When you feel used you might start bitchin’.

Soon enough you might start fighting and shovin’
There’s just no sense in keeping a creep
If he’s looking for a handout, then ditch him.


There once was a woman whose vagina was angry

She complained of being stuffed up, cleaned up, douched out, 
violated, hated, and cold-duck lip invaded
she was angry, I mean really angry

She said she ordered the fish because she wanted to taste the fish

She didn’t want something cleaned up like washing a fish after you cooked it

Then there is another woman who thinks her vajaja is just fine, 
and can’t believe this first lady is talking about her vagina, 
let alone in public, I mean she is really appalled

And the thing is she doesn’t even think 
about her vagina much at all and 
has a hard time imagining this first lady 
talking about her’s like she’s 
talking about having a bad hair day

But really she can’t even say the word vagina

So why would her all in denial hoo ha, wash up as far as

Possible,                                                                                                  twat,

poochie,                                                                                muffin,

cooter,                                                                      wee wee,

peach pie,                                                           Harry Potter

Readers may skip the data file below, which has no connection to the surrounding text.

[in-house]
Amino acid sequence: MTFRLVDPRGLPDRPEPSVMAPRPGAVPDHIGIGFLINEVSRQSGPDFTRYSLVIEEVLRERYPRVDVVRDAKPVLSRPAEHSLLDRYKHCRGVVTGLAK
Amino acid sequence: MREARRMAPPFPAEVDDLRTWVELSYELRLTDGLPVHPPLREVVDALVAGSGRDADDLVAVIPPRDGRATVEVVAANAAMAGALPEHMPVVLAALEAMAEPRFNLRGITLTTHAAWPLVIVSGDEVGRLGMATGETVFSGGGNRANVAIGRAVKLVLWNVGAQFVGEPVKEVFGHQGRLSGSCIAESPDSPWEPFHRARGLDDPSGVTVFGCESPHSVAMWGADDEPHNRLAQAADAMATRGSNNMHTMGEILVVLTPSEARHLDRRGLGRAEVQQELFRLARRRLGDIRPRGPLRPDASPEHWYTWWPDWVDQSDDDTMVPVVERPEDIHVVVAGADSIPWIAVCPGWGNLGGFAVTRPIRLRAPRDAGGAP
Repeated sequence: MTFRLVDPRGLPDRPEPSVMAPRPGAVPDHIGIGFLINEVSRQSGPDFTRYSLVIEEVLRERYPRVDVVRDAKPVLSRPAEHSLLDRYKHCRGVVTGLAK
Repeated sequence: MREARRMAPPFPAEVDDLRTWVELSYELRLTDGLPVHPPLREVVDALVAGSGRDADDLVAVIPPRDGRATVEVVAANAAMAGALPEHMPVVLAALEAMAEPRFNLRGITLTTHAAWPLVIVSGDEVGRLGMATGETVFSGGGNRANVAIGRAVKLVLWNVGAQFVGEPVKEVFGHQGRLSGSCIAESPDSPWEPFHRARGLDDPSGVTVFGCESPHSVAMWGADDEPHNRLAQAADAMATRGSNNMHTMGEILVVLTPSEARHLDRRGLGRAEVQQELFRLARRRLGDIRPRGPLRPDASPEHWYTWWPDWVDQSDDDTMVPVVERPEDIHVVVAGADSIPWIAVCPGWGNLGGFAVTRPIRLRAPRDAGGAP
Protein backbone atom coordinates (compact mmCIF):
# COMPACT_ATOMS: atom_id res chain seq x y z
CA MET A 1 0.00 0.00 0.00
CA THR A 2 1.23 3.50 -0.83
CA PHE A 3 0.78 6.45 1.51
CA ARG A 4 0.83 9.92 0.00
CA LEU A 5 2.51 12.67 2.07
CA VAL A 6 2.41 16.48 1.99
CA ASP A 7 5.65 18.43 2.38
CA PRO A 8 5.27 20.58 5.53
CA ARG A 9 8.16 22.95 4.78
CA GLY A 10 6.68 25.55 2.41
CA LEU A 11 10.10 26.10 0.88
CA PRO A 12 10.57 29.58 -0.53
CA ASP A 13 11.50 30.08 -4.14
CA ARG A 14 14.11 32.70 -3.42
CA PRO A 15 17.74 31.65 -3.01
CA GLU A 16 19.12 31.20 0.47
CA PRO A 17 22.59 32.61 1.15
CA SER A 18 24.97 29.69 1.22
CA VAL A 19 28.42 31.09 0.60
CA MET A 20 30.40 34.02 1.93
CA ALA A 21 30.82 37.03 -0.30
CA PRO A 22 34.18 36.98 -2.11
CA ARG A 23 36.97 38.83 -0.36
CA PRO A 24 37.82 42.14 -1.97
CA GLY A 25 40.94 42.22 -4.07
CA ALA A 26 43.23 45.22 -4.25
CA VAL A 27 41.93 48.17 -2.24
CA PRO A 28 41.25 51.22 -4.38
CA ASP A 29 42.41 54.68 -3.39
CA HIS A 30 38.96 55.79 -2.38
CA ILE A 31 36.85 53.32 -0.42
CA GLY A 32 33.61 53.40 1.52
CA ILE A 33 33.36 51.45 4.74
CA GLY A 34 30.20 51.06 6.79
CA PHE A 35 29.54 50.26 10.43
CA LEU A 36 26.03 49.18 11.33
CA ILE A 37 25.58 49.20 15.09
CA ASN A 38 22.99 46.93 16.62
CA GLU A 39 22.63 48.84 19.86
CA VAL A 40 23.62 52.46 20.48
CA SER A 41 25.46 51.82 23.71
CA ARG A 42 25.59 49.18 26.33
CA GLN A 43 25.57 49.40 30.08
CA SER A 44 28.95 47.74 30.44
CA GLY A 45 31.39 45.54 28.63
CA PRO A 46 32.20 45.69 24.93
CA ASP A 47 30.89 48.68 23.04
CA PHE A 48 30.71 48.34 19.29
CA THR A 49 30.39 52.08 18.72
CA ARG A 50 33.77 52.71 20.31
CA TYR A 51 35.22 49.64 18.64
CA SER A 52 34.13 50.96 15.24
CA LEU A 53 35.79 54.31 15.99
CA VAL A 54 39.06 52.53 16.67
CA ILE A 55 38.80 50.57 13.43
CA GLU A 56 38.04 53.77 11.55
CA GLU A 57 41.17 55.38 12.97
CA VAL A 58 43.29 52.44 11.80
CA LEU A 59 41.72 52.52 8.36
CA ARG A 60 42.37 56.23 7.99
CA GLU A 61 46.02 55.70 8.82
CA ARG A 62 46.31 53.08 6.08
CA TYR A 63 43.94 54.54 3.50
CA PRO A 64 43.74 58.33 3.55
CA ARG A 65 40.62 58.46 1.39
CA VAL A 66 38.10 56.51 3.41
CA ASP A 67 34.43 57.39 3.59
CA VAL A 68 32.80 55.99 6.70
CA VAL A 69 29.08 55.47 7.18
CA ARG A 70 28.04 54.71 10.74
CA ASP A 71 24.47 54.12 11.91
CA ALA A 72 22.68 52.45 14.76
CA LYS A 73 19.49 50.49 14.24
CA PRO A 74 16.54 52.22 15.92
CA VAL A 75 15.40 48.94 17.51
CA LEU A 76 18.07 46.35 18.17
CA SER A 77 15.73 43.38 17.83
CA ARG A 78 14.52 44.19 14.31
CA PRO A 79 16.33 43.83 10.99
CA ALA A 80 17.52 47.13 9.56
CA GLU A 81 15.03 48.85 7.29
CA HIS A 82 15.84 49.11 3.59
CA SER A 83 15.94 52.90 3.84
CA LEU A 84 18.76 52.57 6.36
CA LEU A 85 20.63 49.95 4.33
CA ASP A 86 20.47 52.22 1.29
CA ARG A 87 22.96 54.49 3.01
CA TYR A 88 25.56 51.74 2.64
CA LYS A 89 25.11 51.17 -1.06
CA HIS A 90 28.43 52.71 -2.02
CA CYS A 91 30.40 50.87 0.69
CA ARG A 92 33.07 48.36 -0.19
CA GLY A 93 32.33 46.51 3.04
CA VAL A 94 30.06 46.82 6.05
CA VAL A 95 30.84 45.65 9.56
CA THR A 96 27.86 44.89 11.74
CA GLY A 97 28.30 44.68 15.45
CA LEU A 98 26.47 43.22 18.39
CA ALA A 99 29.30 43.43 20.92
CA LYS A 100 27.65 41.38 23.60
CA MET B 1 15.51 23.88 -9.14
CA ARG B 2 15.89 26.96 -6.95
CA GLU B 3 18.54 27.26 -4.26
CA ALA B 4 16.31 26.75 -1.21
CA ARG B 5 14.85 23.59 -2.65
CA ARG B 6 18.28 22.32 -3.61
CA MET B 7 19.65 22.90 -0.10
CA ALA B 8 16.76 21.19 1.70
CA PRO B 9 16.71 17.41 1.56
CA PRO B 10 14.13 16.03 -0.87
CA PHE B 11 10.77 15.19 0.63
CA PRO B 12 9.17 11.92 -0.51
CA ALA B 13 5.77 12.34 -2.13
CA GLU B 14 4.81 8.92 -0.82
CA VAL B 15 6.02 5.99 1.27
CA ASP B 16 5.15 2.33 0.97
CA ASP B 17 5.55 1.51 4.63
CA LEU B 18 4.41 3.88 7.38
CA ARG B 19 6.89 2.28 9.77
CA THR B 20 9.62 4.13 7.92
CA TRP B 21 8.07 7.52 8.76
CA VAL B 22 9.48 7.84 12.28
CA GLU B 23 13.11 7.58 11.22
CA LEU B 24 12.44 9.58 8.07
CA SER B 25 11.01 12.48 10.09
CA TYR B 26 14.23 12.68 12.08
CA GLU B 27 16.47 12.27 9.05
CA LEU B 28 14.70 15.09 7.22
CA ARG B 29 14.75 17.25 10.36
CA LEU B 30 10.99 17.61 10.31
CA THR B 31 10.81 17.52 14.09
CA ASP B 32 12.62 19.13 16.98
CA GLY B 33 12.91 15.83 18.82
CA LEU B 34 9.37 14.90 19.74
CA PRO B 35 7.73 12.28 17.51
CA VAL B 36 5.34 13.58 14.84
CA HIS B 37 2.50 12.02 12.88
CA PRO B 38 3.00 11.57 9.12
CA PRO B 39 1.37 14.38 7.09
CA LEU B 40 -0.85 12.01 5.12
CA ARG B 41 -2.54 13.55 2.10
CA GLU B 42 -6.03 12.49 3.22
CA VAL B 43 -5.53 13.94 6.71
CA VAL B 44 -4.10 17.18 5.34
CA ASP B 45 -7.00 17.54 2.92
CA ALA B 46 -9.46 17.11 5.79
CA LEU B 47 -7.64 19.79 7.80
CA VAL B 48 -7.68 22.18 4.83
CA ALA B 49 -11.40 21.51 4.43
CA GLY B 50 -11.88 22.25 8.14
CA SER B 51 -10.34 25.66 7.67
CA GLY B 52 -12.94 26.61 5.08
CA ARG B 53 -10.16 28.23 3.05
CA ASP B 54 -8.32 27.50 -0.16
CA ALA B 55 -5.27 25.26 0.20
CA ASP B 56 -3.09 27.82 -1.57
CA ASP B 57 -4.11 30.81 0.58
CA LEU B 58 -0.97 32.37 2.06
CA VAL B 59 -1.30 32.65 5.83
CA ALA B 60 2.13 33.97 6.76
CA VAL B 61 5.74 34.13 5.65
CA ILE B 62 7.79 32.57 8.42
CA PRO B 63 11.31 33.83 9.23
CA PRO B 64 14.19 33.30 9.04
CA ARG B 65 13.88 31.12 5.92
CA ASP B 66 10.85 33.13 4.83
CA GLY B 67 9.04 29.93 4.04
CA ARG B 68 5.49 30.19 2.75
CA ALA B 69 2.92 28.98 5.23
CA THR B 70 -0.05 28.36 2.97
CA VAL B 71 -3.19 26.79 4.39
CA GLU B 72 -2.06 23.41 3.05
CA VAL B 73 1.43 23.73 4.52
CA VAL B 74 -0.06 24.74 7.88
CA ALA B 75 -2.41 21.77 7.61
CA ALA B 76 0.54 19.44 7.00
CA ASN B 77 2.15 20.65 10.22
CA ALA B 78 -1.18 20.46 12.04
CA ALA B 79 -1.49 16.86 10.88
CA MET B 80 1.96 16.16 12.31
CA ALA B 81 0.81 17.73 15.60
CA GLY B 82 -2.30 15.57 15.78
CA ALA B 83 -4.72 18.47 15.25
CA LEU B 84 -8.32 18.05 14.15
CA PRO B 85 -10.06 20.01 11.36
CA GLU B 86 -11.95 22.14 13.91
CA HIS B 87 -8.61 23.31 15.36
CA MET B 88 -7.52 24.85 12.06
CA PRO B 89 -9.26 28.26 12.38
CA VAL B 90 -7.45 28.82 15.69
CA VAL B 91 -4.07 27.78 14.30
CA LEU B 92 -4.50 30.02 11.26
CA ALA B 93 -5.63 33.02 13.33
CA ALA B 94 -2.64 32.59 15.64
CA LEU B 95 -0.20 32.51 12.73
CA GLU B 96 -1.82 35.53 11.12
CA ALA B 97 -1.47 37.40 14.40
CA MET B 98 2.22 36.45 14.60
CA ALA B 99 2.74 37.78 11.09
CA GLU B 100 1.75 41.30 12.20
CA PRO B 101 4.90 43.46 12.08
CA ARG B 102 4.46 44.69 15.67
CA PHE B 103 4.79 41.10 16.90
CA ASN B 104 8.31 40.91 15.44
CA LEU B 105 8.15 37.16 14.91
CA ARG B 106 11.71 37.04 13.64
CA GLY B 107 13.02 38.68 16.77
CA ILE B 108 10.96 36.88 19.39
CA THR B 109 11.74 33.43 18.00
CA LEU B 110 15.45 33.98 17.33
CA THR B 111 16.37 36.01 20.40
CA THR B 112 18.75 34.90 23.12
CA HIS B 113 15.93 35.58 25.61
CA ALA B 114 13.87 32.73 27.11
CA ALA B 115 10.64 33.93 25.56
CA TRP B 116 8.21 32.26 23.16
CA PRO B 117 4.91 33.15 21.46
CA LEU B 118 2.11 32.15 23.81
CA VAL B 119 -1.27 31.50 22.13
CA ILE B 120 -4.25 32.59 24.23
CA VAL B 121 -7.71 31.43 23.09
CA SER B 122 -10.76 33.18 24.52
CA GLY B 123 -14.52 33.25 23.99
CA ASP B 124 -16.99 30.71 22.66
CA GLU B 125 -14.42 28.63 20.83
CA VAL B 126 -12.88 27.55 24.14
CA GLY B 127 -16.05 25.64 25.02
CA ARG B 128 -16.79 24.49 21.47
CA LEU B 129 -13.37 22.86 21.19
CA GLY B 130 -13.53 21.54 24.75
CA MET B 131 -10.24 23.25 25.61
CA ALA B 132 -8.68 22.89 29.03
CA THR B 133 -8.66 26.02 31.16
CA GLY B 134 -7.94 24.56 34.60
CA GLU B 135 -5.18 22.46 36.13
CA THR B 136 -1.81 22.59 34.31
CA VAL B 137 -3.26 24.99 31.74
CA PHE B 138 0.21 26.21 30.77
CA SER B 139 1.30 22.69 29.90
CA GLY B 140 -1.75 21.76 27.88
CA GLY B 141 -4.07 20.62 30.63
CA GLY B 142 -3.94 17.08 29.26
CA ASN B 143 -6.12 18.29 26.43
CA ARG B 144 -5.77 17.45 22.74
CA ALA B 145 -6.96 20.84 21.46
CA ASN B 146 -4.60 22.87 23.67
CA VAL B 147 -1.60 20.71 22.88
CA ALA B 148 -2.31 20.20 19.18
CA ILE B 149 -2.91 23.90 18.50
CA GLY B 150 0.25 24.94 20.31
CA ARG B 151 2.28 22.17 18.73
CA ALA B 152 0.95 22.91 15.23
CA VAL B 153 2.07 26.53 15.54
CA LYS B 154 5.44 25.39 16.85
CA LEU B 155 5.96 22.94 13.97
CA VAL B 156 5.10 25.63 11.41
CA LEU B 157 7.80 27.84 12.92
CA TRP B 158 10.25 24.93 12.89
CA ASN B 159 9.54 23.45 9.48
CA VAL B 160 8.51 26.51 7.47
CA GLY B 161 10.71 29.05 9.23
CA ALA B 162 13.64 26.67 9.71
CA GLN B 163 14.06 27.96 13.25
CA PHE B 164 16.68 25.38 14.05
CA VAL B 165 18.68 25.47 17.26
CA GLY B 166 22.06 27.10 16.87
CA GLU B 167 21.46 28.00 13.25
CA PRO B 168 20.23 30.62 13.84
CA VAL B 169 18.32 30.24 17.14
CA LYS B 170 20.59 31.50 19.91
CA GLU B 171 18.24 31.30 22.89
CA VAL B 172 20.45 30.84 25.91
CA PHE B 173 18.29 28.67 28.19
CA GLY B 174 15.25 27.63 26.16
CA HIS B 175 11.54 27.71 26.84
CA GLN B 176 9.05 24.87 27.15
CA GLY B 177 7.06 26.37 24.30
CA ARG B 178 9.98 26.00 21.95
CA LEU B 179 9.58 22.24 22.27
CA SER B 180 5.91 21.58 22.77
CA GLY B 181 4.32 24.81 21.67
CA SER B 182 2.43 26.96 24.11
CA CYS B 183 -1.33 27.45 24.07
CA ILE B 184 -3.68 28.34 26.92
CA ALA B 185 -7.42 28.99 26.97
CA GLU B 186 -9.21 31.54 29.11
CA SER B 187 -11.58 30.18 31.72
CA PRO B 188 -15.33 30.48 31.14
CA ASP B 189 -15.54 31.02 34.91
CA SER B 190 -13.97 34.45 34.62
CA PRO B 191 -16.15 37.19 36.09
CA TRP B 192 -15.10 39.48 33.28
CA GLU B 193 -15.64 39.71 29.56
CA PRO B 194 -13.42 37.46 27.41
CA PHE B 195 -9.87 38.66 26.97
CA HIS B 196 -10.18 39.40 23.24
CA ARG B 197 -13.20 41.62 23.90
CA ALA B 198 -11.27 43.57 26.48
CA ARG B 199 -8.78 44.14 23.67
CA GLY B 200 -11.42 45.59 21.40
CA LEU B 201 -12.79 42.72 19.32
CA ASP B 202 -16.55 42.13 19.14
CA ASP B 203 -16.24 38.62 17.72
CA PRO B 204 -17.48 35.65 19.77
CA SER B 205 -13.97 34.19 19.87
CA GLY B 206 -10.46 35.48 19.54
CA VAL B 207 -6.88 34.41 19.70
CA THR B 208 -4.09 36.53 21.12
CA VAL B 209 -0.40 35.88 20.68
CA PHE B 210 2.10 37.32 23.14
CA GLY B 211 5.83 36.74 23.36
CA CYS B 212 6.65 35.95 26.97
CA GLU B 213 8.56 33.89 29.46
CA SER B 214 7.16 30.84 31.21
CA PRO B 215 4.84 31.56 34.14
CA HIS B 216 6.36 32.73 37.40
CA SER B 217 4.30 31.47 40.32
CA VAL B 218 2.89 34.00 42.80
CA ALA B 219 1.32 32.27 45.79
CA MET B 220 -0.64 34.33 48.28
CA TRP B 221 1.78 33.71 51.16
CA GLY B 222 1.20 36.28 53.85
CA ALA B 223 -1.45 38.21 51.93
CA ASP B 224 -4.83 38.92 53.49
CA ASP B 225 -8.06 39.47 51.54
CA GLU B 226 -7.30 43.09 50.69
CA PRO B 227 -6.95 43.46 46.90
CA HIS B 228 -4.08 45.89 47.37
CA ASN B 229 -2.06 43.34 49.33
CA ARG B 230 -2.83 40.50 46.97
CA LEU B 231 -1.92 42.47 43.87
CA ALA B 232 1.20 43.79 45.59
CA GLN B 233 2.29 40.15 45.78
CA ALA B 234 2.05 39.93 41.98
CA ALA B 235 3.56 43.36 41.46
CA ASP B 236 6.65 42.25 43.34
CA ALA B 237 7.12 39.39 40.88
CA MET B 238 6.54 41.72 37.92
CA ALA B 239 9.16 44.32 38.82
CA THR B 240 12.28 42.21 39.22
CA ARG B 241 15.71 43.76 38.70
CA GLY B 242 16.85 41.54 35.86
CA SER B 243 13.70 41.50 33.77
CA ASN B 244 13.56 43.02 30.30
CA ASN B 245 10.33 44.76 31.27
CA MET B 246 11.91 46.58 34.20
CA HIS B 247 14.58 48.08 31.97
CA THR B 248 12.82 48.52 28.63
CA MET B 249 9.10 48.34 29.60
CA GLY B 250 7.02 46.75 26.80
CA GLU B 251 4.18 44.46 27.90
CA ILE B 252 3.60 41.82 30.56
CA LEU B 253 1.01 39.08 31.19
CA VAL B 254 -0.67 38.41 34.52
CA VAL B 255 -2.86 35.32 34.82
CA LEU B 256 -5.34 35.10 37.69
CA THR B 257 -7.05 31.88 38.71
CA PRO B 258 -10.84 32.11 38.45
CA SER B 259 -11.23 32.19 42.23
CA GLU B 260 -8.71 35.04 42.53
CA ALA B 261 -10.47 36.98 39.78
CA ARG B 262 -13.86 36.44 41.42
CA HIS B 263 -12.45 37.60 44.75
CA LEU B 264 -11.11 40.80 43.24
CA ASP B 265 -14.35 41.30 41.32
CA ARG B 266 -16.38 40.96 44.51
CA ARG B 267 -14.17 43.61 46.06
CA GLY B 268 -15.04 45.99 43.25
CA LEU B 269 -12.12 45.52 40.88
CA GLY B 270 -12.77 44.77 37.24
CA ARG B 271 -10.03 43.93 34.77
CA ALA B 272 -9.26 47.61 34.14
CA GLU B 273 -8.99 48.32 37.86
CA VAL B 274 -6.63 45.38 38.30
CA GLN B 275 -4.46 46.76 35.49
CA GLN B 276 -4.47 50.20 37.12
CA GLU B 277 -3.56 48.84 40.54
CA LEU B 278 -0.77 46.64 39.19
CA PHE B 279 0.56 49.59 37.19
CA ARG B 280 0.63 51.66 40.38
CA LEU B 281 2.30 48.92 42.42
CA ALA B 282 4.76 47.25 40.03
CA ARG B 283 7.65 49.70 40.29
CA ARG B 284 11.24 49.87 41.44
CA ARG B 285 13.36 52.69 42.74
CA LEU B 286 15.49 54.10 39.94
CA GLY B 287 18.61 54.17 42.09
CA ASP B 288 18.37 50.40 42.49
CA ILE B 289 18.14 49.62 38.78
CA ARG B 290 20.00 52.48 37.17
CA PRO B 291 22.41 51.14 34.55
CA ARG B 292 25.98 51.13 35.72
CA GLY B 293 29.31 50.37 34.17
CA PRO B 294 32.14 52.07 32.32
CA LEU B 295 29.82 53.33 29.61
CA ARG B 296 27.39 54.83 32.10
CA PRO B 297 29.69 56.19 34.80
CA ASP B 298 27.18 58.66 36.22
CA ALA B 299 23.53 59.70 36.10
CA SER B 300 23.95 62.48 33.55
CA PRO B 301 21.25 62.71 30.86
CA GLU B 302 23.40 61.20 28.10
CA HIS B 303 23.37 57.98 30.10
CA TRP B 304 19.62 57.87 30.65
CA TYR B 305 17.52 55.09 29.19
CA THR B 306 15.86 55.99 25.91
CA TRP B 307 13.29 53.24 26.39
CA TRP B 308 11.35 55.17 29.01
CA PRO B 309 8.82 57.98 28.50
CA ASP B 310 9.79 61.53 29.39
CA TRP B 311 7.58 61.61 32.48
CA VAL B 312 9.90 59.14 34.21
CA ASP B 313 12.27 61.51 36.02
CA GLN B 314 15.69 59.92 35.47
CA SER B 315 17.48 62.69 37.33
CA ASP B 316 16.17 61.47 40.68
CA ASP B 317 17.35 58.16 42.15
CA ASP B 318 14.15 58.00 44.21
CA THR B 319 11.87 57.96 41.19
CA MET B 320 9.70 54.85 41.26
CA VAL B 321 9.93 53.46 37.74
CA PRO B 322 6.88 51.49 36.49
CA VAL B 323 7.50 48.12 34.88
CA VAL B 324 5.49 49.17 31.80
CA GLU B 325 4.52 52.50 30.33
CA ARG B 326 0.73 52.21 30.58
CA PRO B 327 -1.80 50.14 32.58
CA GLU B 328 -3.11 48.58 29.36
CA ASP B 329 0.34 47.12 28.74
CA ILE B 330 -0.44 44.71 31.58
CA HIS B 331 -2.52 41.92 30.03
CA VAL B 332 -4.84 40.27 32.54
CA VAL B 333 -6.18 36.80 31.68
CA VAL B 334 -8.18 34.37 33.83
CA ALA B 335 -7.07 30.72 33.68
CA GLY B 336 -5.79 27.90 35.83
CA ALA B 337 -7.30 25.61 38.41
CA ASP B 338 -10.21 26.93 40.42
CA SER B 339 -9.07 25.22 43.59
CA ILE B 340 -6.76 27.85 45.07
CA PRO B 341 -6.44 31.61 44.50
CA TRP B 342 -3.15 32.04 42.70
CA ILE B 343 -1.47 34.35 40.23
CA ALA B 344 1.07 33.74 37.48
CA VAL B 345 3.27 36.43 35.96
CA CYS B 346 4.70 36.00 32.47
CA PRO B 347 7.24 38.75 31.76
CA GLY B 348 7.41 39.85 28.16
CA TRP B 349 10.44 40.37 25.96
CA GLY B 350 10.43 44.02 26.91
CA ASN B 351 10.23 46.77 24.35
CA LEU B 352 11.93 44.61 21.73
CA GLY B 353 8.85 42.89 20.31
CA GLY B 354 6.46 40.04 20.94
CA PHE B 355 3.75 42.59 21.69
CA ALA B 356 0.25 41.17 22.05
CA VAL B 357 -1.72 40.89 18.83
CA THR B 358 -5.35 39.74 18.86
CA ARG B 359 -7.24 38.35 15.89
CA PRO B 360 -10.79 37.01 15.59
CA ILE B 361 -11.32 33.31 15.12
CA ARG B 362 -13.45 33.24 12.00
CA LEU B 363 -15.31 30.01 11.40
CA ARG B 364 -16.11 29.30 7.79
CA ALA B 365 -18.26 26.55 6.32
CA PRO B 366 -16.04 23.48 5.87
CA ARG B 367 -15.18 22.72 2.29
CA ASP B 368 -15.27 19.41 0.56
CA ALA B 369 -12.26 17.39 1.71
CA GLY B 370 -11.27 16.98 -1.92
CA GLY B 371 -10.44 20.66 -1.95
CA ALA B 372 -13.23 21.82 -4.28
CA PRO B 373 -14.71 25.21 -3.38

coochie snorcher,                                             poonnani,

panty hamster,                                    butterfly,

pink taco,                             plaid pussy,

bearded clam,                        cunt,

fur pie,

or whatever you want to call it
even care what she says

My vagina,
well it’s not angry
Sometimes it wants attention
But not angry by any means
Perhaps just jealous of what it thinks it’s missing

I woke up on my 30th birthday
My vagina was at the end of the bed looking at me,
smoking a cigarette

Feed me she said
Do you want white or dark meat?
Both, and throw in a side of fish

Written January 8, 2008

Amazing Grace

I had to sing your song for the audition
“how sweet the sound” my voice began to shake

Isn’t that called vibrato?
Yes, I tell myself and recite the lyrics

Music soothing to my ears
with a taste sweet on my tongue

I think of later when I’ll be alone
safe from curious onlookers

makeup can run down my face
no longer able to hold back the sorrow I work so hard to conceal

I find my way to the end
and sing with only a hint of quiver in my voice “now I see”